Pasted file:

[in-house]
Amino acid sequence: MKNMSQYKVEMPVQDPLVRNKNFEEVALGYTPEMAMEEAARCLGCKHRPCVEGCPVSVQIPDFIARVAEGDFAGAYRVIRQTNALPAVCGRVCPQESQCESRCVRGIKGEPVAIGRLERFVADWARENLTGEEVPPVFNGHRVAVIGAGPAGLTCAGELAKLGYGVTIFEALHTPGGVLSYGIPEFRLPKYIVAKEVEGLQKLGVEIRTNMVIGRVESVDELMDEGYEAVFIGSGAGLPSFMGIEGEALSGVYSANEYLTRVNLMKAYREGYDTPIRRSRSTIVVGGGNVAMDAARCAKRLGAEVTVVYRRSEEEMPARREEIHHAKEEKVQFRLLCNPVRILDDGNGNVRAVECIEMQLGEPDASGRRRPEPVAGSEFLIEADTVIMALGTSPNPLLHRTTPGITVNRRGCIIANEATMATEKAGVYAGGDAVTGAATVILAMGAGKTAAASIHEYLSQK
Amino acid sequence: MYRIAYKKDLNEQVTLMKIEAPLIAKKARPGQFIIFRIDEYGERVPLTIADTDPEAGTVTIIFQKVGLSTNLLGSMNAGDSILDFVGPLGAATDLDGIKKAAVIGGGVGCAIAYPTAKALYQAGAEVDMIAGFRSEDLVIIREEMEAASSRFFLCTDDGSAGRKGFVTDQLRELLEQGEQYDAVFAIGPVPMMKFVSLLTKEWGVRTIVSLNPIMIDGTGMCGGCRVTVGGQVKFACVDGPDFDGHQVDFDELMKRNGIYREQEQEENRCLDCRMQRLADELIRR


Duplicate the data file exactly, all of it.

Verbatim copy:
[in-house]
Amino acid sequence: MKNMSQYKVEMPVQDPLVRNKNFEEVALGYTPEMAMEEAARCLGCKHRPCVEGCPVSVQIPDFIARVAEGDFAGAYRVIRQTNALPAVCGRVCPQESQCESRCVRGIKGEPVAIGRLERFVADWARENLTGEEVPPVFNGHRVAVIGAGPAGLTCAGELAKLGYGVTIFEALHTPGGVLSYGIPEFRLPKYIVAKEVEGLQKLGVEIRTNMVIGRVESVDELMDEGYEAVFIGSGAGLPSFMGIEGEALSGVYSANEYLTRVNLMKAYREGYDTPIRRSRSTIVVGGGNVAMDAARCAKRLGAEVTVVYRRSEEEMPARREEIHHAKEEKVQFRLLCNPVRILDDGNGNVRAVECIEMQLGEPDASGRRRPEPVAGSEFLIEADTVIMALGTSPNPLLHRTTPGITVNRRGCIIANEATMATEKAGVYAGGDAVTGAATVILAMGAGKTAAASIHEYLSQK
Amino acid sequence: MYRIAYKKDLNEQVTLMKIEAPLIAKKARPGQFIIFRIDEYGERVPLTIADTDPEAGTVTIIFQKVGLSTNLLGSMNAGDSILDFVGPLGAATDLDGIKKAAVIGGGVGCAIAYPTAKALYQAGAEVDMIAGFRSEDLVIIREEMEAASSRFFLCTDDGSAGRKGFVTDQLRELLEQGEQYDAVFAIGPVPMMKFVSLLTKEWGVRTIVSLNPIMIDGTGMCGGCRVTVGGQVKFACVDGPDFDGHQVDFDELMKRNGIYREQEQEENRCLDCRMQRLADELIRR